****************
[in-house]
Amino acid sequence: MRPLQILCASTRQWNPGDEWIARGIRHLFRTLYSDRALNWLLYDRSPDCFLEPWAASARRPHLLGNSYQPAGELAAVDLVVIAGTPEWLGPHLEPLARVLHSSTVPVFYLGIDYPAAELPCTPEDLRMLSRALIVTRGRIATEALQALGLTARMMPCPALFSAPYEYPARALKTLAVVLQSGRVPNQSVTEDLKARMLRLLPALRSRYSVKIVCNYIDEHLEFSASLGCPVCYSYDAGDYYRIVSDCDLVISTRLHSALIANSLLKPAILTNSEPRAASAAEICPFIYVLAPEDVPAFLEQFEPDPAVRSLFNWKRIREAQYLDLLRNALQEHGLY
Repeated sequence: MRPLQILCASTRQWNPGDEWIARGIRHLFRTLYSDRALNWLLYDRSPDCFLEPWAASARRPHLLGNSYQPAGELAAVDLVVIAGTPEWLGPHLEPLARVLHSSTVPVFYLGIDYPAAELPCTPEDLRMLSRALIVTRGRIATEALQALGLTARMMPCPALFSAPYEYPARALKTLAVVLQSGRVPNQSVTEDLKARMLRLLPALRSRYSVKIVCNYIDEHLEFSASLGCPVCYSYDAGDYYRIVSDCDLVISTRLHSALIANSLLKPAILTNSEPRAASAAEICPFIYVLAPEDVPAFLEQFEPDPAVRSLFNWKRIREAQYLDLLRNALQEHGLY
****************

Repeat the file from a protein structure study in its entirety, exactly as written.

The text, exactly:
[in-house]
Amino acid sequence: MRPLQILCASTRQWNPGDEWIARGIRHLFRTLYSDRALNWLLYDRSPDCFLEPWAASARRPHLLGNSYQPAGELAAVDLVVIAGTPEWLGPHLEPLARVLHSSTVPVFYLGIDYPAAELPCTPEDLRMLSRALIVTRGRIATEALQALGLTARMMPCPALFSAPYEYPARALKTLAVVLQSGRVPNQSVTEDLKARMLRLLPALRSRYSVKIVCNYIDEHLEFSASLGCPVCYSYDAGDYYRIVSDCDLVISTRLHSALIANSLLKPAILTNSEPRAASAAEICPFIYVLAPEDVPAFLEQFEPDPAVRSLFNWKRIREAQYLDLLRNALQEHGLY
Repeated sequence: MRPLQILCASTRQWNPGDEWIARGIRHLFRTLYSDRALNWLLYDRSPDCFLEPWAASARRPHLLGNSYQPAGELAAVDLVVIAGTPEWLGPHLEPLARVLHSSTVPVFYLGIDYPAAELPCTPEDLRMLSRALIVTRGRIATEALQALGLTARMMPCPALFSAPYEYPARALKTLAVVLQSGRVPNQSVTEDLKARMLRLLPALRSRYSVKIVCNYIDEHLEFSASLGCPVCYSYDAGDYYRIVSDCDLVISTRLHSALIANSLLKPAILTNSEPRAASAAEICPFIYVLAPEDVPAFLEQFEPDPAVRSLFNWKRIREAQYLDLLRNALQEHGLY